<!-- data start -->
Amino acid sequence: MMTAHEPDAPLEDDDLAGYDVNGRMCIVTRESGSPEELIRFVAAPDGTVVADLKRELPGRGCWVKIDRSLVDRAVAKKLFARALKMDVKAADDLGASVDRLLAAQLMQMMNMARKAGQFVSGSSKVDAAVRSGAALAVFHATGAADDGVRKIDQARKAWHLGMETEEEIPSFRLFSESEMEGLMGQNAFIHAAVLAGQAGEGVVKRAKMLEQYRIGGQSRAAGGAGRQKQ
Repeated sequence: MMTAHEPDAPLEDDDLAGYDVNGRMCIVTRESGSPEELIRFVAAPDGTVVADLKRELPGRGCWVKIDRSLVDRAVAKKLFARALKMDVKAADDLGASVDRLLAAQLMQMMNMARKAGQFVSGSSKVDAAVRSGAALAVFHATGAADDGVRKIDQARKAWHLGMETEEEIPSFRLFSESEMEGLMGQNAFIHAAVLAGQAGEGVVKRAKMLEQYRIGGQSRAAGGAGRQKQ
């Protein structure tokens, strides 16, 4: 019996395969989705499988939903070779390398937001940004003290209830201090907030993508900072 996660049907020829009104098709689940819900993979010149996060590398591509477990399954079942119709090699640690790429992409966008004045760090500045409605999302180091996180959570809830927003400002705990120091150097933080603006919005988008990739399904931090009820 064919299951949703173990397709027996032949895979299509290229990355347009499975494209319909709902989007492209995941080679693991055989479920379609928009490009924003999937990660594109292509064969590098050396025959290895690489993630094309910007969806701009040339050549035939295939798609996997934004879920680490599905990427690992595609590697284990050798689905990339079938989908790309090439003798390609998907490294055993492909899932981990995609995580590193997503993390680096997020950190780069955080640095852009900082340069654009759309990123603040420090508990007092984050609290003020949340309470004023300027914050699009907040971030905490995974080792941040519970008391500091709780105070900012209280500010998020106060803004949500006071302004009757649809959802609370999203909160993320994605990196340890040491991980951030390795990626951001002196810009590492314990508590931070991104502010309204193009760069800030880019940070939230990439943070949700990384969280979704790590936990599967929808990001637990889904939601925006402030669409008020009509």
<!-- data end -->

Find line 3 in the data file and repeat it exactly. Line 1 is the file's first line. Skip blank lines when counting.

């Protein structure tokens, strides 16, 4: 019996395969989705499988939903070779390398937001940004003290209830201090907030993508900072 996660049907020829009104098709689940819900993979010149996060590398591509477990399954079942119709090699640690790429992409966008004045760090500045409605999302180091996180959570809830927003400002705990120091150097933080603006919005988008990739399904931090009820 064919299951949703173990397709027996032949895979299509290229990355347009499975494209319909709902989007492209995941080679693991055989479920379609928009490009924003999937990660594109292509064969590098050396025959290895690489993630094309910007969806701009040339050549035939295939798609996997934004879920680490599905990427690992595609590697284990050798689905990339079938989908790309090439003798390609998907490294055993492909899932981990995609995580590193997503993390680096997020950190780069955080640095852009900082340069654009759309990123603040420090508990007092984050609290003020949340309470004023300027914050699009907040971030905490995974080792941040519970008391500091709780105070900012209280500010998020106060803004949500006071302004009757649809959802609370999203909160993320994605990196340890040491991980951030390795990626951001002196810009590492314990508590931070991104502010309204193009760069800030880019940070939230990439943070949700990384969280979704790590936990599967929808990001637990889904939601925006402030669409008020009509």